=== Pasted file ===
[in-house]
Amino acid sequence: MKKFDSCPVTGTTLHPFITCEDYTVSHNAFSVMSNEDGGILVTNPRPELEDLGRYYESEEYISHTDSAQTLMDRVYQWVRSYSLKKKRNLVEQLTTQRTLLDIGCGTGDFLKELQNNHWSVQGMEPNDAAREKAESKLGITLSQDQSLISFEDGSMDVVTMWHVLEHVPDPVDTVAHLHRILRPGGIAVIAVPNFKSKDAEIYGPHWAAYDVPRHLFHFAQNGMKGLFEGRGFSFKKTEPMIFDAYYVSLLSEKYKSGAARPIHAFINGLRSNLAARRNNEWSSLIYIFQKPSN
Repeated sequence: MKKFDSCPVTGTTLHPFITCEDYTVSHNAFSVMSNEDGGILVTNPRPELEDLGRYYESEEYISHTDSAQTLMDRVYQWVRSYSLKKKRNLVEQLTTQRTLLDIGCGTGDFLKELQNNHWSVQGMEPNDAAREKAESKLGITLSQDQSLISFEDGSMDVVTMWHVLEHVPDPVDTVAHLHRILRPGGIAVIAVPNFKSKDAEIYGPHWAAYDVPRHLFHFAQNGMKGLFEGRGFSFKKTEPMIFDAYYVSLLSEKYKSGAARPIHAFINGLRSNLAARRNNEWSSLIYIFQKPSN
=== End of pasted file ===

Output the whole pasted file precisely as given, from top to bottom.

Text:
[in-house]
Amino acid sequence: MKKFDSCPVTGTTLHPFITCEDYTVSHNAFSVMSNEDGGILVTNPRPELEDLGRYYESEEYISHTDSAQTLMDRVYQWVRSYSLKKKRNLVEQLTTQRTLLDIGCGTGDFLKELQNNHWSVQGMEPNDAAREKAESKLGITLSQDQSLISFEDGSMDVVTMWHVLEHVPDPVDTVAHLHRILRPGGIAVIAVPNFKSKDAEIYGPHWAAYDVPRHLFHFAQNGMKGLFEGRGFSFKKTEPMIFDAYYVSLLSEKYKSGAARPIHAFINGLRSNLAARRNNEWSSLIYIFQKPSN
Repeated sequence: MKKFDSCPVTGTTLHPFITCEDYTVSHNAFSVMSNEDGGILVTNPRPELEDLGRYYESEEYISHTDSAQTLMDRVYQWVRSYSLKKKRNLVEQLTTQRTLLDIGCGTGDFLKELQNNHWSVQGMEPNDAAREKAESKLGITLSQDQSLISFEDGSMDVVTMWHVLEHVPDPVDTVAHLHRILRPGGIAVIAVPNFKSKDAEIYGPHWAAYDVPRHLFHFAQNGMKGLFEGRGFSFKKTEPMIFDAYYVSLLSEKYKSGAARPIHAFINGLRSNLAARRNNEWSSLIYIFQKPSN